Burkina Faso is one of the world’s poorest countries. Visit AbbreviationFinder to see the definitions of BFA and acronym for Burkina Faso. Nearly half of the population lives on less than a dollar a day. The hospitals are congested and poorly equipped. In 2006, there were 700 doctors in the country, or one per 20,000 residents. In the same year, 72% of the population had access to clean water and 13% to sanitary facilities. 17 percent of women use some form of contraceptive, but the figures vary widely between urban and rural populations. Check to see Burkina Faso population.
The most common diseases are related to malnutrition and lack of sanitary conditions. In the years 2000–06, approximately 37 percent of all children under the age of 5 were estimated to have been malnourished. Other problem diseases are mainly sleep sickness, malaria and seasickness. 7 percent of public spending goes to health care. Comprehensive campaigns have been conducted to limit the spread of AIDS (about 2 percent of the population was infected in 2005) and to stop female genital mutilation, which was prohibited by law in 1996. Between 1996 and 2006, the proportion of sexually abused girls dropped from three-quarters to less than half.
Burkina Faso has invested a great deal in improving the conditions of the rural population. by redistributing resources from city to country. Nevertheless, the urban population continues to increase rapidly (1990–2006 by 4.9 percent per year). Since 1960 there has been an old-age pension and since 1967 an insurance system.
|Gross domestic product (GDP)||$ 35,850,000,000|
|GDP growth rate||6.40%|
|GDP per capita||1,900 USD|
|GDP by sector|
|Proportion of the population below the national poverty line||46.7%|
|Distribution of household income|
|Industrial production growth rate||4.20%|
|Investment volume||20.1% of GDP|
|National debt||38.10% of GDP|
|Foreign exchange reserves||$ 45,300,000|
From coups to democratization
The Union démocratique voltaïque (UDV), which had led the decolonization process, established itself as the only legal party of the new state, and its leader, M. Yameogo, was elected president of the Republic and reconfirmed in 1965. But the following years upon independence they were characterized by great political instability. In 1966 there was a first coup d’état, led by S. Lamizana that, having suspended the constitution and dissolved the parliament established a military government, assuming the positions of president of the Republic and prime minister. In 1969 a resumption of political activity led to the election of a new National Assembly and the election as prime minister of G. Ouédraogo, leader of the UDV; Lamizana retained the presidency of the republic and control over the executive. Political conflicts, aggravated by the dramatic socio-economic consequences of the drought of the early 1970s, caused the military to return to power in 1974-78. After the 1978 legislative elections J. Colombo, of the UDV, constituted a new government, but the persistence of conflicts between parties, trade unions and the armed forces it made the third republic even more precarious than the previous ones and a coup d’état took place (1980) which brought S. Zerbo to power, overthrown two years later.
- Power was assumed by a Council for the Salvation of the People, chaired by Major JB Ouédraogo, but the conflict between the moderate wing of the new leadership group and the radical one, led by T. Sankara, saw the latter winning (1983), who at the head of a revolutionary government gave the country a nationalist and progressive turn. Then the opposition of the traditional leaders and the frictions within the junta itself caused by the revolutionary program of Sankara led to his overthrow and assassination in 1987 by a Popular Front led by Burkina Faso Compaoré.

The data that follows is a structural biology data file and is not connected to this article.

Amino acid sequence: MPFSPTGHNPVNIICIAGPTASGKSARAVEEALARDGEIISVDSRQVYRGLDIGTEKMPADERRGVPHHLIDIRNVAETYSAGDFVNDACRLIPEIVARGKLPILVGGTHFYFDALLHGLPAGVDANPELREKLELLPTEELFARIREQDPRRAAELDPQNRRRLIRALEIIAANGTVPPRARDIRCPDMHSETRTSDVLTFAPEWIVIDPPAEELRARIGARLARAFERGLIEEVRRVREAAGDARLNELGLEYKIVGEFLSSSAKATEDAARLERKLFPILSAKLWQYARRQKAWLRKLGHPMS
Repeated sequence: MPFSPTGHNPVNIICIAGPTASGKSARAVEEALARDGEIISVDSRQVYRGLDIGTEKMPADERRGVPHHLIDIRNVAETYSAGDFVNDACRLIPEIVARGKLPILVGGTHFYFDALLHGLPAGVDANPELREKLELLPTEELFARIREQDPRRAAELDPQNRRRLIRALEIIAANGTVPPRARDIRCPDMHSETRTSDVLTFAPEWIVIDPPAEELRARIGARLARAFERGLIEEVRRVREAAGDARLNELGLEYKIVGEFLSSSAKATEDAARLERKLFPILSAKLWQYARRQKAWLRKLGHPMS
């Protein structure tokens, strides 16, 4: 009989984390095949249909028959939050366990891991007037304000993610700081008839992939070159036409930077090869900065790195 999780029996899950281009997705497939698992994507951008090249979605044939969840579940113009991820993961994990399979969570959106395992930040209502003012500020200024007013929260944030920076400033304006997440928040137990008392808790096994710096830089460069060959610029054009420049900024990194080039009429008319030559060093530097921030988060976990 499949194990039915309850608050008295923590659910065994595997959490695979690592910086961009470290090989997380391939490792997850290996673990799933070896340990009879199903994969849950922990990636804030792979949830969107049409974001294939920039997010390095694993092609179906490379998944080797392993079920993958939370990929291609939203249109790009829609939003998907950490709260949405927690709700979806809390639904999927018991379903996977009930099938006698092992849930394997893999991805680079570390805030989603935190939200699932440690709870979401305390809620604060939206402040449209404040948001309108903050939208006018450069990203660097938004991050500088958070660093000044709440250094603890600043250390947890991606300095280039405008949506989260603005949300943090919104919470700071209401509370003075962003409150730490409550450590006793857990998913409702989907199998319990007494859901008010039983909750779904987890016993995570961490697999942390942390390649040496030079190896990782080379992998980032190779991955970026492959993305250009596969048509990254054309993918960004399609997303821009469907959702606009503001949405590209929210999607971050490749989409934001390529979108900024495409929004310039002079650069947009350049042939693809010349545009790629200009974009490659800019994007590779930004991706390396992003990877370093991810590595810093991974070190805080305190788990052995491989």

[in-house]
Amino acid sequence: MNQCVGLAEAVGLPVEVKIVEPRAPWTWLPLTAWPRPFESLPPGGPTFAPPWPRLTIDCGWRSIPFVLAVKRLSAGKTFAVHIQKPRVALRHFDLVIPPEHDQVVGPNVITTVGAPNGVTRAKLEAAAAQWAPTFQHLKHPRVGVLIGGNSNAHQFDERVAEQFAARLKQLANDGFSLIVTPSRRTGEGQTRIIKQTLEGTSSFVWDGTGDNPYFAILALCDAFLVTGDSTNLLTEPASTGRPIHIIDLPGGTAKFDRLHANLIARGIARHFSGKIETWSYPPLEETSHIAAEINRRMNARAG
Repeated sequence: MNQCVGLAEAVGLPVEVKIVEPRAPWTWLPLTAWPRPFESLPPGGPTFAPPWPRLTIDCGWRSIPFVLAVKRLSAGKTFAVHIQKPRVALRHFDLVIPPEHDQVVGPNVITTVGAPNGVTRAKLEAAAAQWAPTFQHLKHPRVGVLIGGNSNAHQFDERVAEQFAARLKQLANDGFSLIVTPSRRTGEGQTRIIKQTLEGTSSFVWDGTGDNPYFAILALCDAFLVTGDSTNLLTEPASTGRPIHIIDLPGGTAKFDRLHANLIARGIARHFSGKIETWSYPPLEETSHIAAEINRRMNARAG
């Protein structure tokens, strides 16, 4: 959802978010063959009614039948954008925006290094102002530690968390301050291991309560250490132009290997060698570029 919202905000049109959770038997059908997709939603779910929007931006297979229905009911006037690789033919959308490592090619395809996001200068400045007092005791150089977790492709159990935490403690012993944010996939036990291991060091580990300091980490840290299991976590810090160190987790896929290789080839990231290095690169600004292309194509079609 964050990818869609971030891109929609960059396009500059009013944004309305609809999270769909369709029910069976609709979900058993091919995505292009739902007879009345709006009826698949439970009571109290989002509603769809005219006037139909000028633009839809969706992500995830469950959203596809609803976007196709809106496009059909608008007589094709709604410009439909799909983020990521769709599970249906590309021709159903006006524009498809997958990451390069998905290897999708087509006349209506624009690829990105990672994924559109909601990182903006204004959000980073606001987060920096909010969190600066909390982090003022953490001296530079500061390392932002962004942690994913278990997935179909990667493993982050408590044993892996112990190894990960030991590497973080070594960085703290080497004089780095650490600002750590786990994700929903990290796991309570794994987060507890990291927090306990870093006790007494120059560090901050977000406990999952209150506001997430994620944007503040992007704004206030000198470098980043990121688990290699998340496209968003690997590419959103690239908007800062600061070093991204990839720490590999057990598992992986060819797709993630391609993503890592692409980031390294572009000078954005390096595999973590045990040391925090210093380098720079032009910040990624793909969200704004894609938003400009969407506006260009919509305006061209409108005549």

- Having defied the Marxist principles of his predecessor and abandoned the projects of food self-sufficiency and economic austerity, Compaoré started a formal process of democratization (in 1991 he was elected to the presidency of the Republic, a position in which he was reconfirmed in 1998, in 2005 and In 2010). The Burkina Faso had a period of political stability unknown until then, which allowed the opening to foreign investments and the adoption of measures of privatization and liberalization of the economy in line with the directives of the International Monetary Fund.
Nonetheless, discontent with the dictatorial regime established by Compaoré grew in the following years, leading to violent anti-government protests in 2011. In October 2014, there were harsh popular reactions against a project of constitutional reform that would have allowed Compaoré to further extend his mandate, despite a 2000 amendment limiting the number to two, reducing its duration from seven to five years; on October 30, the army announced the dissolution of the government and the National Assembly and the establishment of a new transitional body. After an initial refusal to abandon the leadership of the country, Compaoré resigned from office and announced the formation of a transitional government and elections within 90 days; M. Kafando assumed the role of transitional president and Colonel I. Zida as premier. In September 2015, after further postponements of the electoral consultations that were finally supposed to take place in October, opening the country to a democratic turn, Kafando and Zida were taken prisoner by the presidential guard, who remained loyal to Compaoré; however the coup attempt failed and in the same month Kafando and Zida returned to their posts. The presidential elections, held in November – the first since the coup d’etat that overthrew Compaoré in October 2014 – recorded the victory with over 53% of the votes of RM Kaboré, candidate of the Popular Movement for Progress (MPP), reconfirmed in office with 57.8% in the presidential elections held in November 2020.